employment or hours worked.  In addition, some source documents used by CFOI State partners to identify and 
verify fatal work injuries were delayed, due at least in part to fiscal constraints at some of the 
governmental agencies who regularly provide source documentation for the program. 

Key preliminary findings of the 2009 Census of Fatal Occupational Injuries:

-	Workplace homicides declined 1 percent in 2009, in contrast to an overall decline of 17 percent for 
	all fatal work injuries.  The homicide total for 2009 includes the 13 victims of the November shooting
	at Fort Hood.  Workplace suicides were down 10 percent in 2009 from the series high of 263 in 2008.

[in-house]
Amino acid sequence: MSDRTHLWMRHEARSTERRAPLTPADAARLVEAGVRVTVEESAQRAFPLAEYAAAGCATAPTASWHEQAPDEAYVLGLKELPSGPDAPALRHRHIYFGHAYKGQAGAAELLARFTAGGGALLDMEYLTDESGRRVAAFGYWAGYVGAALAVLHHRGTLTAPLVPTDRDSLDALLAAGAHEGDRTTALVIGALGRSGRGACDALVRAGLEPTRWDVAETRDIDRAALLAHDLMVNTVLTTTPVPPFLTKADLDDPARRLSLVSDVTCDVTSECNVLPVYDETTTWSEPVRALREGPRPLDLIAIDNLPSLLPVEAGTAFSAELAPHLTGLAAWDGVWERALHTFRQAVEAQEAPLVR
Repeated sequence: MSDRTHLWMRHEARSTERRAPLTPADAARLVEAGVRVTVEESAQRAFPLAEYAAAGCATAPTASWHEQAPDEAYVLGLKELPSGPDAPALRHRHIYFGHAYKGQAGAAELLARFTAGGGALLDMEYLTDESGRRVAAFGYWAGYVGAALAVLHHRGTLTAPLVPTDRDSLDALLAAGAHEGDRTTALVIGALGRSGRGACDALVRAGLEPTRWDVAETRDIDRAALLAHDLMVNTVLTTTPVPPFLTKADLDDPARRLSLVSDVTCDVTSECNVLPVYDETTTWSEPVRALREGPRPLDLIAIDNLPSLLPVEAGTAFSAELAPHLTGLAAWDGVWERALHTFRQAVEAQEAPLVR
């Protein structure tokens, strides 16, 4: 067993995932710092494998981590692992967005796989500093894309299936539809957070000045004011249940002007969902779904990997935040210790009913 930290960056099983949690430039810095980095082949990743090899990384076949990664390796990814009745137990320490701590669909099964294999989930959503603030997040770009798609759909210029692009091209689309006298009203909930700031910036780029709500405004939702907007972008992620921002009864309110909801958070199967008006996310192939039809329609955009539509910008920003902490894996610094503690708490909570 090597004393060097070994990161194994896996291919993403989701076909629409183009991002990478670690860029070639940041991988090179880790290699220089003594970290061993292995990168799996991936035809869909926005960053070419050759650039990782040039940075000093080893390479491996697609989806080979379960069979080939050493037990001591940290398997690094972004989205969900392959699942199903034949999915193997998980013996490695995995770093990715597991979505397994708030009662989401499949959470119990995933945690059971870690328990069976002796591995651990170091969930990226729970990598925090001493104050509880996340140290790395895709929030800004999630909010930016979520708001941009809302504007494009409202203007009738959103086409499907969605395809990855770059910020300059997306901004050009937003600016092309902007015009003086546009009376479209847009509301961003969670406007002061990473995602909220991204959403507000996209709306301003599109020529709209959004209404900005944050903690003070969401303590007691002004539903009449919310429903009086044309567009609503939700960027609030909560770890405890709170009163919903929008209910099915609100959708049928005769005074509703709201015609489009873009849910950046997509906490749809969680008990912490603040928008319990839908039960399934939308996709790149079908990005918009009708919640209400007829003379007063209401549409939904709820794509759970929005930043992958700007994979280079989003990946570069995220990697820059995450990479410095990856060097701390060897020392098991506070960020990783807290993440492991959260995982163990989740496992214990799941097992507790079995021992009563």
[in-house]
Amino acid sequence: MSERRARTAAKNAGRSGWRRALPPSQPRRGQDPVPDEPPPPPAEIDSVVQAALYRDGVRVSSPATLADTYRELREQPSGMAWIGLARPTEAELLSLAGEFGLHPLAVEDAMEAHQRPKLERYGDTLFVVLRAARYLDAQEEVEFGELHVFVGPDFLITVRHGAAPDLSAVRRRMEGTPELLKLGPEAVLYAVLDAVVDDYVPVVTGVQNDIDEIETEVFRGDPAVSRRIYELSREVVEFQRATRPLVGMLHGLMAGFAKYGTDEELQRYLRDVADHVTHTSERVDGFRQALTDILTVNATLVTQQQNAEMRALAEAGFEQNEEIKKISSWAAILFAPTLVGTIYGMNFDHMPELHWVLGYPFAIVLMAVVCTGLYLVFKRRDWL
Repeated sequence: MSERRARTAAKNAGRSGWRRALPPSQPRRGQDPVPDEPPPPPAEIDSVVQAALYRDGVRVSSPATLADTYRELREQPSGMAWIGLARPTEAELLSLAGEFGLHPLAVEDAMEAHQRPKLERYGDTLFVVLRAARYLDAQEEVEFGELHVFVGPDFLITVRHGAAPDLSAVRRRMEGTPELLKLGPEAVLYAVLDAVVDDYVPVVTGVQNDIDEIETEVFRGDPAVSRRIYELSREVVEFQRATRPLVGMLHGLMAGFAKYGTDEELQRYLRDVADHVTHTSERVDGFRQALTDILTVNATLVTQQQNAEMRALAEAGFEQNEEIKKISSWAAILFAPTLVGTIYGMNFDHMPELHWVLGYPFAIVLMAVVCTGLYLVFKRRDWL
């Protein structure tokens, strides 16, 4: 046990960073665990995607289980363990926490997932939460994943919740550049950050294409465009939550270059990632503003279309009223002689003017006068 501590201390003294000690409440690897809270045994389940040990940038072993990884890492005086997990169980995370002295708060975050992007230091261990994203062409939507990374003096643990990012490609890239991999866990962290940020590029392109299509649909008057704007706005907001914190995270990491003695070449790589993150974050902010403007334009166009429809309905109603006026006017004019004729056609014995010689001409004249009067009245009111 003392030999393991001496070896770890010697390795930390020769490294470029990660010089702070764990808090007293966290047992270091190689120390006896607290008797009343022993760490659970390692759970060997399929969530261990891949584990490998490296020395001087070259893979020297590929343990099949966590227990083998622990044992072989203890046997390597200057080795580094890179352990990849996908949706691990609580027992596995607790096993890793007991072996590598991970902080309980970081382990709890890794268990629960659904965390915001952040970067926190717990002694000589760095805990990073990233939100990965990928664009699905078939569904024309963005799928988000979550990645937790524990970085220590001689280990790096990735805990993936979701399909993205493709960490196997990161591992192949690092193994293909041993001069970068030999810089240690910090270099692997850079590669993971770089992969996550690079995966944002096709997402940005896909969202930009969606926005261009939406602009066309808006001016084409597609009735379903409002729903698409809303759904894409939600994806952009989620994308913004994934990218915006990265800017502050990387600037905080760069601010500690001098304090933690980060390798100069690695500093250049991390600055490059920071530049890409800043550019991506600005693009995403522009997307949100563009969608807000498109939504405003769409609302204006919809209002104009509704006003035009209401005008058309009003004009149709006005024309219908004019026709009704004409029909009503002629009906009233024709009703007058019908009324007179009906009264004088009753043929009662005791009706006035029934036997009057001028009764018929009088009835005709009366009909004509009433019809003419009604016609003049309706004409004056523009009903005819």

-	Though wage and salary workers and self-employed workers experienced similar declines in total hours 
	worked in 2009, fatal work injuries among wage and salary workers in 2009 declined by 20 percent 
	while fatal injuries among self-employed workers were down 3 percent.
-	The wholesale trade industry was one of the few major private industry sectors reporting higher numbers 
	of fatal work injuries in 2009.
-	Fatal work injuries in the private construction sector declined by 16 percent in 2009 following the 
	decline of 19 percent in 2008.
-	Fatalities among non-Hispanic black or African-American workers were down 24 percent.  This worker group 
	also experienced a slightly larger decline in total hours worked than non-Hispanic white or 
	Hispanic workers.	 
-	The number of fatal workplace injuries in building and grounds cleaning and maintenance occupations rose